Friday, February 25, 2011

Single Ox Training: Gee and Haw

This is a question from YouTube comments on my video (Getup and Whoa with long reigns on a standard halter.)


This is great! I have a Jersey/Swiss bull that I want to do this with. Just wondering, how do you train him to Haw and Gee?


Greetings Stainesa1 ---

I find that Scout the Ox is more responsive to physical cues (touches and tugs) than he is to verbal commands. This makes sense as cattle are largely non-verbal creatures except when stressed or hungry.

With reins attached to a standard cattle halter I am able to direct him to right or left. (Bits or nose rings are unnecessary and not recommended.) When I see he is about to respond correctly I add the verbal gee or haw so that he will begin to make the association. You can see this in practice on this video where he is responding readily to corrections made with small tugs on the reins:

My training got put to the test about a month ago. I was riding in the ox cart (converted garden cart.) I slid way to the back to take a picture and the cart reared up. Scout spooked and started running. The tipped-back cart was fishtailing wildly and I was hanging on with one hand, while trying to protect my camera with the other. Things were well out of control when I decided to yell "WHOA!" Scout stopped immediately for which I was well pleased.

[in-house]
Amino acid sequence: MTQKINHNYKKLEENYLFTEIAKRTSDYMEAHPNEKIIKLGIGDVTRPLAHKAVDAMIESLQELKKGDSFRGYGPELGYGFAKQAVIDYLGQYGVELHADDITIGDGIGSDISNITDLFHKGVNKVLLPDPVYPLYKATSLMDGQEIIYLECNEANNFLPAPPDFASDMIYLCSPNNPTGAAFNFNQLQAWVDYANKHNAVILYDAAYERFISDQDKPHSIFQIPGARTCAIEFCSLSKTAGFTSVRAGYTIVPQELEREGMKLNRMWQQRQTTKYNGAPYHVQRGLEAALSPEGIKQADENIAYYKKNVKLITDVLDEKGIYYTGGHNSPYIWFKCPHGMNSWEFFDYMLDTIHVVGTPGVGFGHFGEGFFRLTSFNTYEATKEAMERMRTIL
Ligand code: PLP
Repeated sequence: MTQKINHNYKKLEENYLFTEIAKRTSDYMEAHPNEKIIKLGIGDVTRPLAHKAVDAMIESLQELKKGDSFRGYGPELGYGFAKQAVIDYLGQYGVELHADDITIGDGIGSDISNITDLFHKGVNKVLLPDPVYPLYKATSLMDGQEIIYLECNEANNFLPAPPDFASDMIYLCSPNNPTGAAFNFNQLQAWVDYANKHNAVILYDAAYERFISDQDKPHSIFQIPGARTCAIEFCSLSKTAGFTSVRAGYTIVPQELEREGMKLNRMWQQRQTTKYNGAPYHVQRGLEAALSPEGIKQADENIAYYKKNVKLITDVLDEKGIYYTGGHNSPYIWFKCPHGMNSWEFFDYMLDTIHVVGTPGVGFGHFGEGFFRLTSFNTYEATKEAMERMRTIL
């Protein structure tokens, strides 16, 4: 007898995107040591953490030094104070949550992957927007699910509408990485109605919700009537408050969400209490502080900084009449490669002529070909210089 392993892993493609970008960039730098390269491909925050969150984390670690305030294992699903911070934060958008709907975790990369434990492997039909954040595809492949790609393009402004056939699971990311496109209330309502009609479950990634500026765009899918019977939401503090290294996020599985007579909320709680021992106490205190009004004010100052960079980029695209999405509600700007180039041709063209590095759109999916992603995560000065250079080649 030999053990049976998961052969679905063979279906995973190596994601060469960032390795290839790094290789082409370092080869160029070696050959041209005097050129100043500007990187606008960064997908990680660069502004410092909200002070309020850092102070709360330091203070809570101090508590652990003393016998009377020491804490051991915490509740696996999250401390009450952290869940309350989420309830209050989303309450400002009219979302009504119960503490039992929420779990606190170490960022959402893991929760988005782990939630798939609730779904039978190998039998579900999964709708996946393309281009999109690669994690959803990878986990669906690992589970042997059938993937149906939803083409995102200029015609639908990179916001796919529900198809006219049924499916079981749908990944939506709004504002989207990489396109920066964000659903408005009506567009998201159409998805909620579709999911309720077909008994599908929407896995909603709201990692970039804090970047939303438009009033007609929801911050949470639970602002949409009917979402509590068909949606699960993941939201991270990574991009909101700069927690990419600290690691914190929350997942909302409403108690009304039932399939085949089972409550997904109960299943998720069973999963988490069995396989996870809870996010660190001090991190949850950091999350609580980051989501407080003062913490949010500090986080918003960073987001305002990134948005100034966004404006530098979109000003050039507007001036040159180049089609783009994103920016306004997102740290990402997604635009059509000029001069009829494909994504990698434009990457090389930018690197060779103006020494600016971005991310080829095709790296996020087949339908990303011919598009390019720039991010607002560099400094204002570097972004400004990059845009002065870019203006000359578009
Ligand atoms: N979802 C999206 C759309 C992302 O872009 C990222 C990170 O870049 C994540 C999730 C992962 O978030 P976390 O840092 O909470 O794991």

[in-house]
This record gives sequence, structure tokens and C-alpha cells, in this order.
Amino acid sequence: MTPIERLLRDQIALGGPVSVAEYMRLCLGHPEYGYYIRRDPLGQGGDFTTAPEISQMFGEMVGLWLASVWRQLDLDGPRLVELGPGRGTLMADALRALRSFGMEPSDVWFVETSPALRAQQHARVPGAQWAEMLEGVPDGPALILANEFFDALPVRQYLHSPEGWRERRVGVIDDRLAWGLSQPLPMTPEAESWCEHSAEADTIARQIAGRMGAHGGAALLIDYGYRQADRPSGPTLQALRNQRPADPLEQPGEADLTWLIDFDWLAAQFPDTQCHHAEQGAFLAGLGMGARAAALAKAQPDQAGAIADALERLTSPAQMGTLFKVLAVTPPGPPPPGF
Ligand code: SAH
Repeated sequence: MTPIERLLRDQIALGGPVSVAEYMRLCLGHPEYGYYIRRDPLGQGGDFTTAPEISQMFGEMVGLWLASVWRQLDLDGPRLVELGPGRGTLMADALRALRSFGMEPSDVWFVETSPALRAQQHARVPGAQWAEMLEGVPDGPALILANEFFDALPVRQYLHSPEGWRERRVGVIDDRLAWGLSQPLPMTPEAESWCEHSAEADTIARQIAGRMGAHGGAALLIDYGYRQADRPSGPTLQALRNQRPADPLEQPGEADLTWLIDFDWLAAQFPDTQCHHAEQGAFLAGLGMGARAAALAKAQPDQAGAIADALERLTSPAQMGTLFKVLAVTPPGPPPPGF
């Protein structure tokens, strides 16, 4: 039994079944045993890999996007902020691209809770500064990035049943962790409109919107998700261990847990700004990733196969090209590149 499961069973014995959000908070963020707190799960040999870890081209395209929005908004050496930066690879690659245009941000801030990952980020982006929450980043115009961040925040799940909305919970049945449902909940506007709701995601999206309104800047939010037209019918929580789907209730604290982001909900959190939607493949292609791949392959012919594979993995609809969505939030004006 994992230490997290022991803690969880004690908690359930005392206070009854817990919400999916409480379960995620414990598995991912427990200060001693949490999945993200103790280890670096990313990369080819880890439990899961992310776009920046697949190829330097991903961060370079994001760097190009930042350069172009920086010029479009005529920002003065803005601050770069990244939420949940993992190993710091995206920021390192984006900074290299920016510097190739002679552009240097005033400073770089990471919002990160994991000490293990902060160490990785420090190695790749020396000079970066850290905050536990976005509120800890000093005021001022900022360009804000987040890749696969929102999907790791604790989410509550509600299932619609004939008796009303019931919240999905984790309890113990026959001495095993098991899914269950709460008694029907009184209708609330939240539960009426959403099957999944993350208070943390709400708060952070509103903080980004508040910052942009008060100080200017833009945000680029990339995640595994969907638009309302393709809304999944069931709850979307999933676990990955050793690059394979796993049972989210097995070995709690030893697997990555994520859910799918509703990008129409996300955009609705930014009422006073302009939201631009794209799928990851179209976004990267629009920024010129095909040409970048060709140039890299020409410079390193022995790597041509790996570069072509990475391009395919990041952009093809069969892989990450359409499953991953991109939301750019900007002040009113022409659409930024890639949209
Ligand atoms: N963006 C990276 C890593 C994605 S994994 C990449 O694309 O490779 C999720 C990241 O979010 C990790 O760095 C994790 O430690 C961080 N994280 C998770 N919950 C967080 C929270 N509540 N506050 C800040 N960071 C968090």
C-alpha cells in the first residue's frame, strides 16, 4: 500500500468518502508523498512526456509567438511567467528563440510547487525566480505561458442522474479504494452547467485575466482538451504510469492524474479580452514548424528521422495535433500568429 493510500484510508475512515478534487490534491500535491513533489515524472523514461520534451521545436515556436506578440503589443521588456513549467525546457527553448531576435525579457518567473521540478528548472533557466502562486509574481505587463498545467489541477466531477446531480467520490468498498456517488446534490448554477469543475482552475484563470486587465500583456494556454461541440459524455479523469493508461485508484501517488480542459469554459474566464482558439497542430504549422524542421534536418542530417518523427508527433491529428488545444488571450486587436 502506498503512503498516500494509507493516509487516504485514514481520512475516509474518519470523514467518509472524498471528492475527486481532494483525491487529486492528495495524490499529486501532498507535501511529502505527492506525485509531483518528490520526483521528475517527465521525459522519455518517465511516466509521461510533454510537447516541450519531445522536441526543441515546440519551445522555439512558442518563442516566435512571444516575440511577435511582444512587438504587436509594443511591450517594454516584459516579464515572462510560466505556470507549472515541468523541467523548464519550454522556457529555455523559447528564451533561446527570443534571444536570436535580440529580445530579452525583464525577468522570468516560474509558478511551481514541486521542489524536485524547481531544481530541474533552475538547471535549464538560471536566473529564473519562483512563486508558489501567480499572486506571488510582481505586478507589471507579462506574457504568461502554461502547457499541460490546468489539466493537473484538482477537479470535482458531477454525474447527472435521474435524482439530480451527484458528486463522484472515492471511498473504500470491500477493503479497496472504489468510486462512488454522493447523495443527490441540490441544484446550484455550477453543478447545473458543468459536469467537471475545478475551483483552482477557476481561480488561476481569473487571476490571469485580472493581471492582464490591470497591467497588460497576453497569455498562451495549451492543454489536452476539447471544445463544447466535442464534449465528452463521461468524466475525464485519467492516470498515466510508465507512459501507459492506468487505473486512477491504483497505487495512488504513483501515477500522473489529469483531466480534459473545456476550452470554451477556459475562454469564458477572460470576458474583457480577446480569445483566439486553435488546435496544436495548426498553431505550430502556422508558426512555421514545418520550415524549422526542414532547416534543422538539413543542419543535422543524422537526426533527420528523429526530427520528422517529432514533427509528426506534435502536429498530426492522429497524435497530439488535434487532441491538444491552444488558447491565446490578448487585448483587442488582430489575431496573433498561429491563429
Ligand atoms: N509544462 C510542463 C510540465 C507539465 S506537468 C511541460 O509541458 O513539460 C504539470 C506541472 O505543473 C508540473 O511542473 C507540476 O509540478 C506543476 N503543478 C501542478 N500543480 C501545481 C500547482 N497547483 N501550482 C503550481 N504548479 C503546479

Training one ox hardly makes me an authority on the subject, but I am of the impression that single oxen present a few challenges that teams are less prone to. Single oxen are more free to follow their own whims than they might be if they were yoked to a team mate. However, there is ample evidence in the historical record to suggest that single oxen were trained to be reliable enough to pull passengers in carts.

Single ox pulling ladies in ox cart near Newport News, Virginia, USA (estimated c1900-1920).
These prim ladies keep their white petticoats high above the muddy road near Newport News, Virginia. Their mighty ox appears to be completely under the control of the driver who holds the reins in her hands.

(Note the bed of this cart has been leveled. I've noticed ox carts often were tipped back. I wonder if it was because they were built to fit a younger animal who often out-grew expectations.)

Women and boy in ox cart pulled by single ox -- c1910, southern USA. 
Single ox yoke, reins.
This woman and her son appear equally at ease with their sleek ox pulling a tidy oxcart on the road of a southern USA town.

Older man in rickety wagon pulled by a single ox in a southern USA town c1910
Single ox yoke with dropped hitch points.
Being seated on kitchen chairs in this rickety old wagon would suggest that this older gentleman has a great deal of faith in the reliability of his single ox.

This single ox yoke is a nice example of a yoke with dropped hitch points. The dropped hitch points pull the yoke down into the shoulder --- a straight yoke, as in the first picture, tends to roll back.

1 comment:

Aubrey said...

Thanks! This is great Information. we will definetly give it a try. :)